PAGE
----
Obstructive Sleep Apnoea & Snoring


Dr Deutsch has a special interest in the dental treatment of Snoring and Sleep Apnoea and is a member of the Australian Sleep Association.

Dr Deutsch is experienced in the treatment of simple snoring and snoring associated with obstructive sleep apnoea using mandibular advancement splints. He is a Gold Status SomnoMed Dental Sleep Professional as recognised by the SomnoMed company.



Benign or Simple Snoring is snoring that does not cause a reduction in normal oxygen levels to body organs while sleeping.  Simple snoring does not cause medical problems but may cause embarrassment, disturbed sleep especially to sleeping partners and can strain relationships.

Over time, simple snoring may worsen and develop an apnoea component  due to decrease in airway muscle tone  associated with normal ageing and from weight gain.

A certain percentage of people who snore have or will develop a serious medical condition called Obstructive Sleep Apnoea (OSA).

Between 2-4% of the population have Sleep Apnoea.

OSA is a  a partial or complete stop in breathing caused by partial or complete obstruction of the airway resulting in insufficient or no oxygen reaching the brain and body organs.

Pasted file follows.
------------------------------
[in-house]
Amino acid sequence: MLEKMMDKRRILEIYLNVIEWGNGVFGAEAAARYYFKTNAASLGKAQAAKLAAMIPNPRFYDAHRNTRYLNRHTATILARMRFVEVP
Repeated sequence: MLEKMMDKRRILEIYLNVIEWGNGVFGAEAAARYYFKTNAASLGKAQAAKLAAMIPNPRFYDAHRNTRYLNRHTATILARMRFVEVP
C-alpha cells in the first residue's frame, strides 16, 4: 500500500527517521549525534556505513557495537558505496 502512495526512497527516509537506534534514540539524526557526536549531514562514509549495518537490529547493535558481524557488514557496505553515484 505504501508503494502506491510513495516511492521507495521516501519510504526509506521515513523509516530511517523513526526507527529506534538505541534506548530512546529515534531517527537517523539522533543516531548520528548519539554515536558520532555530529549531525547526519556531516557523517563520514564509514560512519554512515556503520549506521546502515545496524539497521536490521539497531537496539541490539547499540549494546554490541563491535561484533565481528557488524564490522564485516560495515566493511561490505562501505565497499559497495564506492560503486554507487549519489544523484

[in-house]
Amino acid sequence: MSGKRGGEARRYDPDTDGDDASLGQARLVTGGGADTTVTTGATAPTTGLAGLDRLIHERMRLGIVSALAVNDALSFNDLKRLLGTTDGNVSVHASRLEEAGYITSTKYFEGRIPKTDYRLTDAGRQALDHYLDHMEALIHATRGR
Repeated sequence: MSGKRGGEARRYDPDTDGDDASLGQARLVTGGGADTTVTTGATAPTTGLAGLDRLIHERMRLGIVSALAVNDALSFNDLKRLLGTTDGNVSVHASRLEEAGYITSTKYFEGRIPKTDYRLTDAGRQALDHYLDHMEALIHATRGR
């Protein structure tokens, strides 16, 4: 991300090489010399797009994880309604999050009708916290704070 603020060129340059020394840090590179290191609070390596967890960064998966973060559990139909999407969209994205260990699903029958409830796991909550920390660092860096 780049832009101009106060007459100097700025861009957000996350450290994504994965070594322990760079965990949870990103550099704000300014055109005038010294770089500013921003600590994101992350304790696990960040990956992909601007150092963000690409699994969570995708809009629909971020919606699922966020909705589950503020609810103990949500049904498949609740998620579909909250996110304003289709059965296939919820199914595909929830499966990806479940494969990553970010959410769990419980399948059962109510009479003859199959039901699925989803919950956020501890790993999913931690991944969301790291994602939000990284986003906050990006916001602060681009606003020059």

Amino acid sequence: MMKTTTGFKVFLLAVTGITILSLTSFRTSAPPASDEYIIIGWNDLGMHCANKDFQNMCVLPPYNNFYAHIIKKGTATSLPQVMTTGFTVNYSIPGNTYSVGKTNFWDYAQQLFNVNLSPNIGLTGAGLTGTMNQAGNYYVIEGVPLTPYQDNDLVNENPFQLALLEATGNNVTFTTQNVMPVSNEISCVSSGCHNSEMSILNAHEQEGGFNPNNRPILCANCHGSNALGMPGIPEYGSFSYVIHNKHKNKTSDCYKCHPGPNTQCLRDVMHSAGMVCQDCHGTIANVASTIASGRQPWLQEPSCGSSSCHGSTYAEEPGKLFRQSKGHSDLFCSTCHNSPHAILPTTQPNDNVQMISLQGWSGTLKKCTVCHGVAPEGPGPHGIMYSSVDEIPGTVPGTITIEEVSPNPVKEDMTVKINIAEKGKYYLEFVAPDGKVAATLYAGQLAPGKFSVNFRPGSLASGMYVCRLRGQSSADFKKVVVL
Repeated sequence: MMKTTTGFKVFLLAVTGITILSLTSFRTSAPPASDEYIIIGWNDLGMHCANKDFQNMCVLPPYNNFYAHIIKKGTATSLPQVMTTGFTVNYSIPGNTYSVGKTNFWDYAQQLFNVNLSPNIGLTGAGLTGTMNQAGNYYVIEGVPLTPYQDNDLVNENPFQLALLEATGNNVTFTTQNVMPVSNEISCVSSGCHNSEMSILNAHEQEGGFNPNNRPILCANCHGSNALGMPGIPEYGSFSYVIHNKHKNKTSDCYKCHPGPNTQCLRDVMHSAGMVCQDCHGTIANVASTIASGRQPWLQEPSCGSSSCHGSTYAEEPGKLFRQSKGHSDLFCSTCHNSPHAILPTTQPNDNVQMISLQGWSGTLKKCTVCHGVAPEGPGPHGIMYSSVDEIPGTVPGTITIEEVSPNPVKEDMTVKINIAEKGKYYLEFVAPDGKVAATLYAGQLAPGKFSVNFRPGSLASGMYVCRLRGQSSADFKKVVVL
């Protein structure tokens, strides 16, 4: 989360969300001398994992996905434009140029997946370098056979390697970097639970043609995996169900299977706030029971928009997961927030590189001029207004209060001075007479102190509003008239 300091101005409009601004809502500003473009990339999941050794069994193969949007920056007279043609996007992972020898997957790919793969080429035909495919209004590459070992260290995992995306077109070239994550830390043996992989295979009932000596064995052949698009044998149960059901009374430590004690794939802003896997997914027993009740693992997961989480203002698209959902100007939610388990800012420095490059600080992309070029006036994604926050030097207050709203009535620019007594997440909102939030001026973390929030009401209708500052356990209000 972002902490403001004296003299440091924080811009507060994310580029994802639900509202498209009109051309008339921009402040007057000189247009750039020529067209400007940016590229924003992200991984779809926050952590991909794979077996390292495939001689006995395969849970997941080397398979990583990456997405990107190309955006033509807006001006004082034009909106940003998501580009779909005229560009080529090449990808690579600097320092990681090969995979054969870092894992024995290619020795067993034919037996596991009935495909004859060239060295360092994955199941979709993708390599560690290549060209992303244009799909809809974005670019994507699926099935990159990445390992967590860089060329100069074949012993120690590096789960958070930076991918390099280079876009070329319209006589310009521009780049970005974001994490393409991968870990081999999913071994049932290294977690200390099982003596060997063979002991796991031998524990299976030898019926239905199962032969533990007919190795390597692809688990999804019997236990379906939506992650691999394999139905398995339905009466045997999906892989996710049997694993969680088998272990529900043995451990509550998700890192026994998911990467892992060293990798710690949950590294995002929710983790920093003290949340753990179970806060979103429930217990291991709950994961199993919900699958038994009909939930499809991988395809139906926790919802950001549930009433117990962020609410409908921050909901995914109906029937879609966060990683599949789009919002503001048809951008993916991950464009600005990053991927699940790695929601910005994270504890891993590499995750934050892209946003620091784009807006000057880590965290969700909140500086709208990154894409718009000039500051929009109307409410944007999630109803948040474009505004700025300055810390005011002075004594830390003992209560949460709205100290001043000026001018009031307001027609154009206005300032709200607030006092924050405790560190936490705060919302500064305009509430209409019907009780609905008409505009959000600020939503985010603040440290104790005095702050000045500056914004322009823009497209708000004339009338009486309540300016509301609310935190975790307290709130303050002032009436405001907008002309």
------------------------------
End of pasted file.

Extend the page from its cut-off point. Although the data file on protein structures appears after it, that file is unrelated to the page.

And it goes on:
During normal breathing air passes through the nose and over the soft palate, uvula, tongue and throat muscles. The airway is kept open by the tone of the airway and surrounding muscles.

When awake, in an upright position the neck musculature tends to move the structures of the neck away from the airway. During sleep, the airway and surrounding muscles may relax too much. Lying down on your back makes the structures in the neck fall backwards onto the airway and restricts the air that can pass into the lungs.

Snoring is caused by the soft tissues associated with the airway vibrating against each other, especially in the region where the tongue meets the soft palate, uvula, tonsils and back of the upper throat.

In severe cases partial or complete collapse of the airway may take place in the neck below the level of the tongue.



During sleep a person may have many episodes of of partial or complete obstruction of the airway and may be completely unaware of of these events.

Apneoa is a complete obstruction of the airway greater than 10 seconds.
Hypopnea is partial obstruction of the airway greater than 10 seconds.

Oxygen Saturation measures the oxygen level in the body. Oxygen saturation levels drop markedly whenever there is an apnoea or hypopnea event during sleep.

Arousals: The lack of oxygen to the brain and the urge to breath eventually wakes the patient. In Severe OSA a patient may never be able to achieve normal sleep patterns (Sleep Architecture). Over time, poor quality sleep leaves the patient continuously tired and causes excessive daytime sleepiness. Most people do not remember waking up during the night and are unaware that they have OSA.

AHI Index
The number of apnoea and hypopnoea events per hour can be measured in a Sleep Study. The more and longer these events last the worse is the Obstructive Sleep Apnoea (OSA.)

Normal                 AHI of less than 5 episodes per hour is considered normal
Mild OSA              AHI up to 15 episodes per hour
Moderate OSA     AHI  between 15 and 30 episodes per hour
Severe OSA         AHI greater than 30 episodes per hour